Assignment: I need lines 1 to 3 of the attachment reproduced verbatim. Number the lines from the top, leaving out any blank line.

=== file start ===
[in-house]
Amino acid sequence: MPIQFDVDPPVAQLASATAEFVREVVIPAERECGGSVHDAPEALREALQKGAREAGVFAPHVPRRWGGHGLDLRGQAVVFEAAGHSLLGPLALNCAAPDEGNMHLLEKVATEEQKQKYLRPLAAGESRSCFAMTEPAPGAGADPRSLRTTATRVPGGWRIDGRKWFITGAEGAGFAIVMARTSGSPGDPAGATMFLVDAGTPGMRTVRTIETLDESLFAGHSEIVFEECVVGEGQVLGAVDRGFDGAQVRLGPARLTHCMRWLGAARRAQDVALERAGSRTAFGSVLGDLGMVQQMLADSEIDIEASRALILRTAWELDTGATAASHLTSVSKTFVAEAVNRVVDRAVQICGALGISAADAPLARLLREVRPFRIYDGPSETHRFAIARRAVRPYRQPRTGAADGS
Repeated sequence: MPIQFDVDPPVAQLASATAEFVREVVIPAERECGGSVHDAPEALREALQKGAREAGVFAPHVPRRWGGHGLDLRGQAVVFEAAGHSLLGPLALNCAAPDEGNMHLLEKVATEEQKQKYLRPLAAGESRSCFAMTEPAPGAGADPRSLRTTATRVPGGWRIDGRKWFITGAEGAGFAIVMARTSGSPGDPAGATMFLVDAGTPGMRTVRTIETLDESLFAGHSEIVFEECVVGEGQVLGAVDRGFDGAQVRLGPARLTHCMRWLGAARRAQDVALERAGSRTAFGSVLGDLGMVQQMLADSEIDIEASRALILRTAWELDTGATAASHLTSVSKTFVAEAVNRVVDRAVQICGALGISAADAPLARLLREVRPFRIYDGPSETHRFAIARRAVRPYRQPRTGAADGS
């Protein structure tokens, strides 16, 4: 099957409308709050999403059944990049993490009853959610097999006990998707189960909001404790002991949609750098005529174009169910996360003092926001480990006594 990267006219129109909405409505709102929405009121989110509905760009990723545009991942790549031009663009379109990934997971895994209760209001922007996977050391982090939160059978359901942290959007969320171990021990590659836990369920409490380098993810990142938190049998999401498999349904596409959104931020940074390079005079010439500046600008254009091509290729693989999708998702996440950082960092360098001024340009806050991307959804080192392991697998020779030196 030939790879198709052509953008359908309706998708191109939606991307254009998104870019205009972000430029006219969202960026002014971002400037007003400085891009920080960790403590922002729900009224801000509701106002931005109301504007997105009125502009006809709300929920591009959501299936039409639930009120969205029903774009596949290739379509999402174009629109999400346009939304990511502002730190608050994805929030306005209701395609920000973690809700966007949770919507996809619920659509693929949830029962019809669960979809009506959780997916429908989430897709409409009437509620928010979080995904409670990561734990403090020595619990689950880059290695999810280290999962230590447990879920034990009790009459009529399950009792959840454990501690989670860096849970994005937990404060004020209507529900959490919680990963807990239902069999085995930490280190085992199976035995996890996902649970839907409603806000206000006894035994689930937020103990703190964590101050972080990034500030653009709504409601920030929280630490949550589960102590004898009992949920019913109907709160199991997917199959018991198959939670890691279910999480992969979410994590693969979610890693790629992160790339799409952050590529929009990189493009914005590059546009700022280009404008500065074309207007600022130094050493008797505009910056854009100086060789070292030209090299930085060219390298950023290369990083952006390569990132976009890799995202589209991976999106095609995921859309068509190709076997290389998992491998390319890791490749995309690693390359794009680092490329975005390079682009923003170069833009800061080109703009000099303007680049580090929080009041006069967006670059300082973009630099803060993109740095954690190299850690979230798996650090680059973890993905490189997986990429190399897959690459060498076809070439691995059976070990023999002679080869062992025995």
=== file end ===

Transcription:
[in-house]
Amino acid sequence: MPIQFDVDPPVAQLASATAEFVREVVIPAERECGGSVHDAPEALREALQKGAREAGVFAPHVPRRWGGHGLDLRGQAVVFEAAGHSLLGPLALNCAAPDEGNMHLLEKVATEEQKQKYLRPLAAGESRSCFAMTEPAPGAGADPRSLRTTATRVPGGWRIDGRKWFITGAEGAGFAIVMARTSGSPGDPAGATMFLVDAGTPGMRTVRTIETLDESLFAGHSEIVFEECVVGEGQVLGAVDRGFDGAQVRLGPARLTHCMRWLGAARRAQDVALERAGSRTAFGSVLGDLGMVQQMLADSEIDIEASRALILRTAWELDTGATAASHLTSVSKTFVAEAVNRVVDRAVQICGALGISAADAPLARLLREVRPFRIYDGPSETHRFAIARRAVRPYRQPRTGAADGS
Repeated sequence: MPIQFDVDPPVAQLASATAEFVREVVIPAERECGGSVHDAPEALREALQKGAREAGVFAPHVPRRWGGHGLDLRGQAVVFEAAGHSLLGPLALNCAAPDEGNMHLLEKVATEEQKQKYLRPLAAGESRSCFAMTEPAPGAGADPRSLRTTATRVPGGWRIDGRKWFITGAEGAGFAIVMARTSGSPGDPAGATMFLVDAGTPGMRTVRTIETLDESLFAGHSEIVFEECVVGEGQVLGAVDRGFDGAQVRLGPARLTHCMRWLGAARRAQDVALERAGSRTAFGSVLGDLGMVQQMLADSEIDIEASRALILRTAWELDTGATAASHLTSVSKTFVAEAVNRVVDRAVQICGALGISAADAPLARLLREVRPFRIYDGPSETHRFAIARRAVRPYRQPRTGAADGS